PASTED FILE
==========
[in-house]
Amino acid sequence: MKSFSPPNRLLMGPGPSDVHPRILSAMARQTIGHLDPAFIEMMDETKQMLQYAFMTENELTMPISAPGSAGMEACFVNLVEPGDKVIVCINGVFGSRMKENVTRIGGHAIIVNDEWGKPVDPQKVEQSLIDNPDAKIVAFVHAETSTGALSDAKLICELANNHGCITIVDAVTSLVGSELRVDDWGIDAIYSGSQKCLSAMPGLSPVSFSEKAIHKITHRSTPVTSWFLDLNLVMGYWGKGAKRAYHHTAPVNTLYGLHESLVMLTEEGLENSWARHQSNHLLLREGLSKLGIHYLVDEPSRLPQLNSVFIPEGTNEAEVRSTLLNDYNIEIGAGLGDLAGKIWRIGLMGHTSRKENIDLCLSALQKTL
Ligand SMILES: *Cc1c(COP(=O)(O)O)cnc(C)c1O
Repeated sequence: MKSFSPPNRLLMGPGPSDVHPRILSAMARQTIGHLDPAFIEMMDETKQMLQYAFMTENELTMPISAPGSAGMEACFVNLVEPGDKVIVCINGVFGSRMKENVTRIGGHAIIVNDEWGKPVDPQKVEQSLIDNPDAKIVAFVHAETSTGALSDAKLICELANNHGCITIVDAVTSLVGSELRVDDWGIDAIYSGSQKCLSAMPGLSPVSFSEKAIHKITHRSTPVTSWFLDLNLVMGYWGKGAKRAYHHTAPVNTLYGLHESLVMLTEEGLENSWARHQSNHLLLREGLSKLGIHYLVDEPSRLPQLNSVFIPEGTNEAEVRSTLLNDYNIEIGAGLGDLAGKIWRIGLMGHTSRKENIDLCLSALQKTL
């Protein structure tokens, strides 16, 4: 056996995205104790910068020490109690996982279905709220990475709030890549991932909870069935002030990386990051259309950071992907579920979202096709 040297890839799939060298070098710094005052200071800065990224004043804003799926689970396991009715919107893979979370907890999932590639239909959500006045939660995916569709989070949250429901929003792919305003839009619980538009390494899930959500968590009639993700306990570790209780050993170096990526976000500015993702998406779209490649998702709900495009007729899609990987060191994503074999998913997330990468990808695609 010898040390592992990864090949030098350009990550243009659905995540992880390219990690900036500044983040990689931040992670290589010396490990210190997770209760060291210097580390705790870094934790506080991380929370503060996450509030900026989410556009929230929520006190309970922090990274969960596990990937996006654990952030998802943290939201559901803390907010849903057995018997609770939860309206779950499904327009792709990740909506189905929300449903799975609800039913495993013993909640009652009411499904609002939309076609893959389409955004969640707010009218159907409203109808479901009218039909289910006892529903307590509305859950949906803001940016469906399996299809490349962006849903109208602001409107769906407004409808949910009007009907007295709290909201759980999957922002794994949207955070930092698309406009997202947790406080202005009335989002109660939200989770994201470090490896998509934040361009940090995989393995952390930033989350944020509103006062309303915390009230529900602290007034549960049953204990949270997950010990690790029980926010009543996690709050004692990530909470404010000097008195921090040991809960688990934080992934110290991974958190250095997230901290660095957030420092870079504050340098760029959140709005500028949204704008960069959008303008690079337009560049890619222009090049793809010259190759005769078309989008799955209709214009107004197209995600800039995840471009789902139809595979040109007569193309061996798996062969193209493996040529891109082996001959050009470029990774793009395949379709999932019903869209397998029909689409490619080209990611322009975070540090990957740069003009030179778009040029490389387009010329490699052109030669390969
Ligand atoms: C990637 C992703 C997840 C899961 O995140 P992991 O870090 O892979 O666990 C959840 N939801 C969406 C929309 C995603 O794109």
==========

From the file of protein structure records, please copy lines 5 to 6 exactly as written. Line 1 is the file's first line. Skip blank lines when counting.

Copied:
């Protein structure tokens, strides 16, 4: 056996995205104790910068020490109690996982279905709220990475709030890549991932909870069935002030990386990051259309950071992907579920979202096709 040297890839799939060298070098710094005052200071800065990224004043804003799926689970396991009715919107893979979370907890999932590639239909959500006045939660995916569709989070949250429901929003792919305003839009619980538009390494899930959500968590009639993700306990570790209780050993170096990526976000500015993702998406779209490649998702709900495009007729899609990987060191994503074999998913997330990468990808695609 010898040390592992990864090949030098350009990550243009659905995540992880390219990690900036500044983040990689931040992670290589010396490990210190997770209760060291210097580390705790870094934790506080991380929370503060996450509030900026989410556009929230929520006190309970922090990274969960596990990937996006654990952030998802943290939201559901803390907010849903057995018997609770939860309206779950499904327009792709990740909506189905929300449903799975609800039913495993013993909640009652009411499904609002939309076609893959389409955004969640707010009218159907409203109808479901009218039909289910006892529903307590509305859950949906803001940016469906399996299809490349962006849903109208602001409107769906407004409808949910009007009907007295709290909201759980999957922002794994949207955070930092698309406009997202947790406080202005009335989002109660939200989770994201470090490896998509934040361009940090995989393995952390930033989350944020509103006062309303915390009230529900602290007034549960049953204990949270997950010990690790029980926010009543996690709050004692990530909470404010000097008195921090040991809960688990934080992934110290991974958190250095997230901290660095957030420092870079504050340098760029959140709005500028949204704008960069959008303008690079337009560049890619222009090049793809010259190759005769078309989008799955209709214009107004197209995600800039995840471009789902139809595979040109007569193309061996798996062969193209493996040529891109082996001959050009470029990774793009395949379709999932019903869209397998029909689409490619080209990611322009975070540090990957740069003009030179778009040029490389387009010329490699052109030669390969
Ligand atoms: C990637 C992703 C997840 C899961 O995140 P992991 O870090 O892979 O666990 C959840 N939801 C969406 C929309 C995603 O794109």